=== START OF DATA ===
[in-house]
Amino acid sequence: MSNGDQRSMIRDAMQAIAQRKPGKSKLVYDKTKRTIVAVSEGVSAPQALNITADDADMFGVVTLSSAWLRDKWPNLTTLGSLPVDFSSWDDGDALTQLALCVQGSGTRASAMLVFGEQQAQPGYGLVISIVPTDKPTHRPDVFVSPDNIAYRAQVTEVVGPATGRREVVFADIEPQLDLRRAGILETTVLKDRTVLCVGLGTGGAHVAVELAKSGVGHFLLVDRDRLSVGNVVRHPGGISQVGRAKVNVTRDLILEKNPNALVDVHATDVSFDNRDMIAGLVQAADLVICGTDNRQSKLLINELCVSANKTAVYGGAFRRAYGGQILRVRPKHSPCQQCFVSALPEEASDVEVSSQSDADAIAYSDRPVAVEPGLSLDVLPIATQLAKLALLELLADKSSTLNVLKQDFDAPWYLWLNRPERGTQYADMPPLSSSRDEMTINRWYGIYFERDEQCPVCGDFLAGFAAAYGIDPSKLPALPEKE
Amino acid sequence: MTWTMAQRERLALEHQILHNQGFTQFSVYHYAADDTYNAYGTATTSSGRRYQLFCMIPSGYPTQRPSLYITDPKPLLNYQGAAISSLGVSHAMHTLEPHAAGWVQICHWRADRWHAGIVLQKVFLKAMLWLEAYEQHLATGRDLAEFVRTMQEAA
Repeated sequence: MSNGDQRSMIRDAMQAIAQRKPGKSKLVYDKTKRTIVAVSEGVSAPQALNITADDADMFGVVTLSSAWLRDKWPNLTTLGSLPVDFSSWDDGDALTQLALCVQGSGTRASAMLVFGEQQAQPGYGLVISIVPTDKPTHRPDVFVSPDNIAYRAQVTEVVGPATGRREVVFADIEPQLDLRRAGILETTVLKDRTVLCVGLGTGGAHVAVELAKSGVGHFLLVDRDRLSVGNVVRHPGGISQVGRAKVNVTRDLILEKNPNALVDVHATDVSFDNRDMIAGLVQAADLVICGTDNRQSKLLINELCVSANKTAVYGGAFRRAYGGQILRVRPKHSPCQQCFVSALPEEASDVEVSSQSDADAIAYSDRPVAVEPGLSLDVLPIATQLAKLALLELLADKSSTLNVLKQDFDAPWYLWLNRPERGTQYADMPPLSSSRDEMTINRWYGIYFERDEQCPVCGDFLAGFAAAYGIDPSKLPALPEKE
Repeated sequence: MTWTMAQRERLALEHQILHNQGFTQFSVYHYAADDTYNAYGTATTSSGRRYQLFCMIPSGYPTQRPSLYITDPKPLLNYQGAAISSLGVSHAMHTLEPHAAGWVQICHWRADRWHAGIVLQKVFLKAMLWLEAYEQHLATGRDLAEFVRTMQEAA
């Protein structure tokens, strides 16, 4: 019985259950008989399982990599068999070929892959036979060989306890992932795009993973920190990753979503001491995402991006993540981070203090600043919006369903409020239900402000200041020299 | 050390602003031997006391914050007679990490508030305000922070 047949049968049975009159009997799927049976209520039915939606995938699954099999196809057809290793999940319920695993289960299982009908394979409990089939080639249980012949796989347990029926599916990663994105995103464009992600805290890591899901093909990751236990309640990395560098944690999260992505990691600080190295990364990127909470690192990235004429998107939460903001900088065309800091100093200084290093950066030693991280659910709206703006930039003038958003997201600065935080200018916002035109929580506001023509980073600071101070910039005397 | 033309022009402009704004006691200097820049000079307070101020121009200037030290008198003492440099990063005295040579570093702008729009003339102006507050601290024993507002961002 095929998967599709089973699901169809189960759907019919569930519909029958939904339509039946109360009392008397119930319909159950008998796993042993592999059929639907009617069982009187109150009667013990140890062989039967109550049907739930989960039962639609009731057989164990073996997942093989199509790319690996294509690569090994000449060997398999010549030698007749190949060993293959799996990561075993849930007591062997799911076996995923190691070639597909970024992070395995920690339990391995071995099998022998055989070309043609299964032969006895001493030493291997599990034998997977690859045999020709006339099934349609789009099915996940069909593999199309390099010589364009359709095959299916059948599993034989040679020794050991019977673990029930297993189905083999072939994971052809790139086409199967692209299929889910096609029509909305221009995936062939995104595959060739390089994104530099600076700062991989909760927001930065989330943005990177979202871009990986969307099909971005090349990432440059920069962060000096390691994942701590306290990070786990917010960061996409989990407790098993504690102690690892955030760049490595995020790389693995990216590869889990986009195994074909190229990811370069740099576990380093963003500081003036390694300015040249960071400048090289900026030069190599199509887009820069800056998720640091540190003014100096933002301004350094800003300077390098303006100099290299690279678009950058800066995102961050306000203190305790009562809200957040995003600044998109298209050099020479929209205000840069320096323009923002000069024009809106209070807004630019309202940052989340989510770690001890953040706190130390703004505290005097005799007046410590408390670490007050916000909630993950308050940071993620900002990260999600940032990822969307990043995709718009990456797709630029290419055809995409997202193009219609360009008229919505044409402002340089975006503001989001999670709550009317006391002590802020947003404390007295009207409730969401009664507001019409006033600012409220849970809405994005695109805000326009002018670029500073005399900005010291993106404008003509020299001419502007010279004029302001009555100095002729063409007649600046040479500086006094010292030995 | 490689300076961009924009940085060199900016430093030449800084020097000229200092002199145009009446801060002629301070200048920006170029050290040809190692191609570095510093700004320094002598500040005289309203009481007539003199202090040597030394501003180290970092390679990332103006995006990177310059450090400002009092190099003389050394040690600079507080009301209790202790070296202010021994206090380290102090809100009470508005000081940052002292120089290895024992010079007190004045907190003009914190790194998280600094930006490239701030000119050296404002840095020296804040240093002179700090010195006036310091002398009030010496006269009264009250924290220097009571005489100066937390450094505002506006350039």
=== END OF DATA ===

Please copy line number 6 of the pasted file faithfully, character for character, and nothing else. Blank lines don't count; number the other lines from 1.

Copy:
């Protein structure tokens, strides 16, 4: 019985259950008989399982990599068999070929892959036979060989306890992932795009993973920190990753979503001491995402991006993540981070203090600043919006369903409020239900402000200041020299 | 050390602003031997006391914050007679990490508030305000922070 047949049968049975009159009997799927049976209520039915939606995938699954099999196809057809290793999940319920695993289960299982009908394979409990089939080639249980012949796989347990029926599916990663994105995103464009992600805290890591899901093909990751236990309640990395560098944690999260992505990691600080190295990364990127909470690192990235004429998107939460903001900088065309800091100093200084290093950066030693991280659910709206703006930039003038958003997201600065935080200018916002035109929580506001023509980073600071101070910039005397 | 033309022009402009704004006691200097820049000079307070101020121009200037030290008198003492440099990063005295040579570093702008729009003339102006507050601290024993507002961002 095929998967599709089973699901169809189960759907019919569930519909029958939904339509039946109360009392008397119930319909159950008998796993042993592999059929639907009617069982009187109150009667013990140890062989039967109550049907739930989960039962639609009731057989164990073996997942093989199509790319690996294509690569090994000449060997398999010549030698007749190949060993293959799996990561075993849930007591062997799911076996995923190691070639597909970024992070395995920690339990391995071995099998022998055989070309043609299964032969006895001493030493291997599990034998997977690859045999020709006339099934349609789009099915996940069909593999199309390099010589364009359709095959299916059948599993034989040679020794050991019977673990029930297993189905083999072939994971052809790139086409199967692209299929889910096609029509909305221009995936062939995104595959060739390089994104530099600076700062991989909760927001930065989330943005990177979202871009990986969307099909971005090349990432440059920069962060000096390691994942701590306290990070786990917010960061996409989990407790098993504690102690690892955030760049490595995020790389693995990216590869889990986009195994074909190229990811370069740099576990380093963003500081003036390694300015040249960071400048090289900026030069190599199509887009820069800056998720640091540190003014100096933002301004350094800003300077390098303006100099290299690279678009950058800066995102961050306000203190305790009562809200957040995003600044998109298209050099020479929209205000840069320096323009923002000069024009809106209070807004630019309202940052989340989510770690001890953040706190130390703004505290005097005799007046410590408390670490007050916000909630993950308050940071993620900002990260999600940032990822969307990043995709718009990456797709630029290419055809995409997202193009219609360009008229919505044409402002340089975006503001989001999670709550009317006391002590802020947003404390007295009207409730969401009664507001019409006033600012409220849970809405994005695109805000326009002018670029500073005399900005010291993106404008003509020299001419502007010279004029302001009555100095002729063409007649600046040479500086006094010292030995 | 490689300076961009924009940085060199900016430093030449800084020097000229200092002199145009009446801060002629301070200048920006170029050290040809190692191609570095510093700004320094002598500040005289309203009481007539003199202090040597030394501003180290970092390679990332103006995006990177310059450090400002009092190099003389050394040690600079507080009301209790202790070296202010021994206090380290102090809100009470508005000081940052002292120089290895024992010079007190004045907190003009914190790194998280600094930006490239701030000119050296404002840095020296804040240093002179700090010195006036310091002398009030010496006269009264009250924290220097009571005489100066937390450094505002506006350039």